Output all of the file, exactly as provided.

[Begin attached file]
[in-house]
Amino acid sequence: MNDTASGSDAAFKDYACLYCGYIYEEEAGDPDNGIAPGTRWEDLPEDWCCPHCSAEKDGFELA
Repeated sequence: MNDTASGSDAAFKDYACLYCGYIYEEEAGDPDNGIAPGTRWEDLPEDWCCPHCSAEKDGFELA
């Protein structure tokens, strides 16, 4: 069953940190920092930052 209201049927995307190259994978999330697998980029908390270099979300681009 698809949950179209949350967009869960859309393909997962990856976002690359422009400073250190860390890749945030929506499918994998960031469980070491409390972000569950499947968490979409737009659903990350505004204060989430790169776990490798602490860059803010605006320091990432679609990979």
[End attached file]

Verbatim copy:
[in-house]
Amino acid sequence: MNDTASGSDAAFKDYACLYCGYIYEEEAGDPDNGIAPGTRWEDLPEDWCCPHCSAEKDGFELA
Repeated sequence: MNDTASGSDAAFKDYACLYCGYIYEEEAGDPDNGIAPGTRWEDLPEDWCCPHCSAEKDGFELA
């Protein structure tokens, strides 16, 4: 069953940190920092930052 209201049927995307190259994978999330697998980029908390270099979300681009 698809949950179209949350967009869960859309393909997962990856976002690359422009400073250190860390890749945030929506499918994998960031469980070491409390972000569950499947968490979409737009659903990350505004204060989430790169776990490798602490860059803010605006320091990432679609990979």